Creativity & Health

“If I’m not creative, I get sick.”

I heard this provocative statement a few days ago at the American Orff-Schulwerk Association National Conference. Eleven hundred music teachers gathered this week in St. Louis for an intense schedule of workshops, concerts and evening folk dancing. These annual conferences are great opportunities to see teacher friends from far away and to grab some new ideas and inspiration for teaching.

Mary Alice and Peter Amidon are two of my favorite workshop presenters. They are former classroom teachers who these days devote themselves to community dance and song writing. They presented a song writing workshop at this years conference. I found that it was great fun to brainstorm rhyming verses and to write some simple melodies to nursery rhymes. I thoroughly enjoyed their workshop, but I was especially struck by the opening story that Peter told. He described how when he first started teaching he was doing a number of creative projects on the side. He noticed that when he was doing the side projects he was healthy and full of vitality. But when he was teaching in the classroom, he was often sick. He finally came to the realization that it was the creativity of the side projects that was making the difference. His personal experience was, that if he wasn’t being creative, he actually got sick.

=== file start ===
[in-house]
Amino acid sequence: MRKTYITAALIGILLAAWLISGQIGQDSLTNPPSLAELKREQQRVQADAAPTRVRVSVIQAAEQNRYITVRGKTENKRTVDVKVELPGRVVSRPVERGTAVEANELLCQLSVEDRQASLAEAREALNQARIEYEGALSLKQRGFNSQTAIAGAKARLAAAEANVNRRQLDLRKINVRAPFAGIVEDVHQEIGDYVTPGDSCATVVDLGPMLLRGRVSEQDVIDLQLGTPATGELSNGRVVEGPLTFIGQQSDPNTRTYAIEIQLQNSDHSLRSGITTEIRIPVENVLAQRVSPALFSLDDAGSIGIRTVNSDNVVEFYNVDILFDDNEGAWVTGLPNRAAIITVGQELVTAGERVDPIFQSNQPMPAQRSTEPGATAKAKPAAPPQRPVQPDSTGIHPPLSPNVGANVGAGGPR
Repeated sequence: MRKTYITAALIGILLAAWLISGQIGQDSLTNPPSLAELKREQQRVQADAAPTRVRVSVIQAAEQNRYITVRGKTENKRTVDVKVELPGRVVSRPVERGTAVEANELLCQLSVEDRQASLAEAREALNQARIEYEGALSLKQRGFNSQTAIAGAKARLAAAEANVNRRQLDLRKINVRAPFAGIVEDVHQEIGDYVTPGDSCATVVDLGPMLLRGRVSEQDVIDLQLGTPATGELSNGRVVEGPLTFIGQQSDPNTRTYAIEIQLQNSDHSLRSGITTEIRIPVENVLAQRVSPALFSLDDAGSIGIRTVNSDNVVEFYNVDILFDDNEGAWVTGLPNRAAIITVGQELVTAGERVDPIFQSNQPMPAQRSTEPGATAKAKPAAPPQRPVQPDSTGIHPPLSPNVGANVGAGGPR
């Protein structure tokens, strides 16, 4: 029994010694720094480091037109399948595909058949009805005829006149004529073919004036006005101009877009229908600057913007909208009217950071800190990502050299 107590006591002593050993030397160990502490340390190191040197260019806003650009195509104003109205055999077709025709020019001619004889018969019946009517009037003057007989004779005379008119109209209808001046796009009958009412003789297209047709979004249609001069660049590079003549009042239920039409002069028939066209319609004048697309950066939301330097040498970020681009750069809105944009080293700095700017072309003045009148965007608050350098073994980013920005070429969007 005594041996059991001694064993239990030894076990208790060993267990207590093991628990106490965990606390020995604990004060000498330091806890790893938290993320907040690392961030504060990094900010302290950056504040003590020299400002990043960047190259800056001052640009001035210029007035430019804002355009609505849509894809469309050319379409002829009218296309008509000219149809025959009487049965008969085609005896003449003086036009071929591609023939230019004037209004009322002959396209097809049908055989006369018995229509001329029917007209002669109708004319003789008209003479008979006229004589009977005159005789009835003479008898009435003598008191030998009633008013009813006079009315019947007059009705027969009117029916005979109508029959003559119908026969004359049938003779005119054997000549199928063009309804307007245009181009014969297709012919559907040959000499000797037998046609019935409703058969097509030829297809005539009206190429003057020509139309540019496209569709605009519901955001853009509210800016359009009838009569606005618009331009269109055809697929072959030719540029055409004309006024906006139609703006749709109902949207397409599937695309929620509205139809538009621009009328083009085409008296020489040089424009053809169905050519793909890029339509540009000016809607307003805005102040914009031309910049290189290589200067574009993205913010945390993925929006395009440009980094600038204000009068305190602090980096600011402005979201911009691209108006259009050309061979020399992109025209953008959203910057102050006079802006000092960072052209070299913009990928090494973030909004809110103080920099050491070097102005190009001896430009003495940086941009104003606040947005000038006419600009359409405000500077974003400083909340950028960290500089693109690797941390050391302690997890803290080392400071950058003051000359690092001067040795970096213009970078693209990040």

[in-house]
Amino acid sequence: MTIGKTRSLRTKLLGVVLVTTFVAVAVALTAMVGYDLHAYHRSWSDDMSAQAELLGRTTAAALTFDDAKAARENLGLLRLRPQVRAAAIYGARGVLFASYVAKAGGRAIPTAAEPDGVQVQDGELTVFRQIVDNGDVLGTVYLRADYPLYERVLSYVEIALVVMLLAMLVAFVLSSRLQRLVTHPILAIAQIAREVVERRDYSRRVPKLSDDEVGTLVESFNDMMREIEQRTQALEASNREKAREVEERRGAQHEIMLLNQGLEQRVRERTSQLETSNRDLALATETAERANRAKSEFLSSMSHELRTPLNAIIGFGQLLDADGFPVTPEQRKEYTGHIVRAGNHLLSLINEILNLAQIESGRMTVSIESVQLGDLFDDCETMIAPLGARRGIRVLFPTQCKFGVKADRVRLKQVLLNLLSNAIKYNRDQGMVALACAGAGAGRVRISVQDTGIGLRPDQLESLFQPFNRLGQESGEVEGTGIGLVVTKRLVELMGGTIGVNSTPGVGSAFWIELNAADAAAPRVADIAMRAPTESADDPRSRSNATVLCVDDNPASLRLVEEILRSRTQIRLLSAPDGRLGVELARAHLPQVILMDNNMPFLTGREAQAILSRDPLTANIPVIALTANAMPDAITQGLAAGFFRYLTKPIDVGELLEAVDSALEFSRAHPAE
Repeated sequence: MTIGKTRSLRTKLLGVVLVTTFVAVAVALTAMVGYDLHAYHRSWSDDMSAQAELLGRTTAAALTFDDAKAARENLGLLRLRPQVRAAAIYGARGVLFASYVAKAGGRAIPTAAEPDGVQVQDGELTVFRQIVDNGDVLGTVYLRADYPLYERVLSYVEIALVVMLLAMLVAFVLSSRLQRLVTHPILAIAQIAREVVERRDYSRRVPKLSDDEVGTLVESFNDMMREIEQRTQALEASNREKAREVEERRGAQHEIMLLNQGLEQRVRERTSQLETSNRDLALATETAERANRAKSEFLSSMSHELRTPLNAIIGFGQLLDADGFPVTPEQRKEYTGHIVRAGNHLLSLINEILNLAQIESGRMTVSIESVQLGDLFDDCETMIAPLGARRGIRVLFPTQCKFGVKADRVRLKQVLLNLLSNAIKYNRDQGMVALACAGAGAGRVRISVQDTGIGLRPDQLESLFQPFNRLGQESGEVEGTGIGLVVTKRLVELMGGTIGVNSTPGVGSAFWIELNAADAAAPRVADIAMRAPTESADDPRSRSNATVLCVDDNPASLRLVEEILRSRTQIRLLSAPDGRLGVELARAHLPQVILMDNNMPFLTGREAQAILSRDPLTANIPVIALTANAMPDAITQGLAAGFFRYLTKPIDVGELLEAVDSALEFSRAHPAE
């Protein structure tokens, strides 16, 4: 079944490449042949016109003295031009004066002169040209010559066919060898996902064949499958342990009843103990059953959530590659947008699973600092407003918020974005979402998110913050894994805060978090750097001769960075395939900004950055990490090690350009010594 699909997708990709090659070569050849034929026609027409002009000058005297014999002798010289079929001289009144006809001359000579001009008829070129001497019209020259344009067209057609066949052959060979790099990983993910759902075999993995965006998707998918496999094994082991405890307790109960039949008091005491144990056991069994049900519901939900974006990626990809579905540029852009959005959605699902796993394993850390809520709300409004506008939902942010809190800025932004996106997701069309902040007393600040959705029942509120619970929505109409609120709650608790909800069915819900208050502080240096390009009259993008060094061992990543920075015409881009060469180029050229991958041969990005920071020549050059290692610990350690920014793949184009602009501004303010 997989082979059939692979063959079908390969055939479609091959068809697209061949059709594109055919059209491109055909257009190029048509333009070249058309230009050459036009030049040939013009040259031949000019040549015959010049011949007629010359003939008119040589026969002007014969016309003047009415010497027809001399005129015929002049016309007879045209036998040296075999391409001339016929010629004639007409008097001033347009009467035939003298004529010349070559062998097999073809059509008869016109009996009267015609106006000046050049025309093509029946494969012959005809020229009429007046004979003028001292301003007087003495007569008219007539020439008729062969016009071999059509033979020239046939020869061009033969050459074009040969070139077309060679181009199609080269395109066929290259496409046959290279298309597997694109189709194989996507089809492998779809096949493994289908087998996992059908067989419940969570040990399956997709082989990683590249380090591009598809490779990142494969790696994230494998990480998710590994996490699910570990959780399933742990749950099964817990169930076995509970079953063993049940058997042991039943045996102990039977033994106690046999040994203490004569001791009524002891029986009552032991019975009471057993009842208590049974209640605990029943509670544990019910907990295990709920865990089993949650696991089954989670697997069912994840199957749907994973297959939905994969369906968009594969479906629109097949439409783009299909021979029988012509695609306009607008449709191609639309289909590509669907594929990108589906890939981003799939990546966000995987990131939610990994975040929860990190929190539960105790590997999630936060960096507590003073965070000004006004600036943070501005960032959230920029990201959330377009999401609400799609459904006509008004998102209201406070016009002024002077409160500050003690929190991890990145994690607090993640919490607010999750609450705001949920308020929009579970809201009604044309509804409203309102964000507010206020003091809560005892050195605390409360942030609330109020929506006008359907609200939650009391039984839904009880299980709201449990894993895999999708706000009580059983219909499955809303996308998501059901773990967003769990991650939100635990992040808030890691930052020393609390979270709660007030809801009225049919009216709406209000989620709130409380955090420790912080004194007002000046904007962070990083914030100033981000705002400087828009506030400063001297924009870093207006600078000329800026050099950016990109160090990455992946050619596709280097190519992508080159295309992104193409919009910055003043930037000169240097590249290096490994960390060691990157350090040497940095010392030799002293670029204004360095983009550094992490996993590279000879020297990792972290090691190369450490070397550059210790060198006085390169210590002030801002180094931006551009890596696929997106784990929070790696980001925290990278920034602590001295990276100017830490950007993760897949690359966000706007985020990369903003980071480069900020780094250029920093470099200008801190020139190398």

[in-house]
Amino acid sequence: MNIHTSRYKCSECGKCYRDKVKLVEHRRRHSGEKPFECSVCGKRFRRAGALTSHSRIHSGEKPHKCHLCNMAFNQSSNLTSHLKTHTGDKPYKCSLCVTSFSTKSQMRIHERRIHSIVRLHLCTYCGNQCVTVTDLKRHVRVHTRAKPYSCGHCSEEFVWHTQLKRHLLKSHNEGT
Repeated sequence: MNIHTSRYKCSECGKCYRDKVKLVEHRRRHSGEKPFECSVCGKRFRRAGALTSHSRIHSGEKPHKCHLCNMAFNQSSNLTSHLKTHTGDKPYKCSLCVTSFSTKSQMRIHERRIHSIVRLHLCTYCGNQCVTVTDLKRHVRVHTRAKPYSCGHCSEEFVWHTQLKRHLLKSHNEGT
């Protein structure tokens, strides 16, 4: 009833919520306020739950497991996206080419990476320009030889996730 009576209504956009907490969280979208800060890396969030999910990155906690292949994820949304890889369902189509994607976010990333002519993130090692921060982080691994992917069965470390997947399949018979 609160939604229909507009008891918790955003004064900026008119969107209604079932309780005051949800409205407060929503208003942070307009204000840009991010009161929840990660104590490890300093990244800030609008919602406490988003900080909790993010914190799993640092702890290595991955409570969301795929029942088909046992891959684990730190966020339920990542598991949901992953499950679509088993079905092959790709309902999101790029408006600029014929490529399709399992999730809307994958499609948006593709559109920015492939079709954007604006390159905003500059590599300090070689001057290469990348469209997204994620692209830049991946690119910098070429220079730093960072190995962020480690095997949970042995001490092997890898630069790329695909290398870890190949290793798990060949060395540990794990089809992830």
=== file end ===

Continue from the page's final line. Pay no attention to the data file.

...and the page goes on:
This is a radical thought that perhaps could be dismissed. But looking at a less extreme version of the idea, it rings true. When I am challenging myself to try new things, when I allow time in my day for curiosity and exploration, when I’m writing or arranging a new piece for my students, I am full of good spirits and good energy. It doesn’t seem like much of a stretch to see how this positive energy could lead to more well being and yes, even better physical health.

I think about my Dad, who at age 93 is learning new ukelele tunes and taking drawing lessons.  Could this be part of the secret of his longevity and good spirits?

What about you?  Do you feel a release of good energy when you’re involved in new projects and are stretched to create new ideas?  How does creativity affect your health?

~ Liz


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4 Responses

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  1. Vashti Summervill

    Thank you for this post. Also, thank you for your workshop at AOSA. I enjoyed your energy very much. You gave me some wonderful reminders to create an emotionally safe, joy filled harbor during the day for these little beings that we are so privileged to work with. Thank you!

  2. I think this is true, but also when you are in the classroom you are exposed to more uncovered sneezes and snotty hugs.

  3. Liz

    Thanks Vashti for your kind words. Glad to hear that you enjoyed the conference. And I agree, the work that we do is a privilege!

  4. Although it is true that we are exposed to more germs in the classroom (or teaching privately), I agree that using creativity is energizing benefits one’s spirit, adds joy and enthusiasm, and improves both health and relationships. I find this true whether composing, writing, quilting gardening, crafting . . . Bet Dr. Oz agrees!

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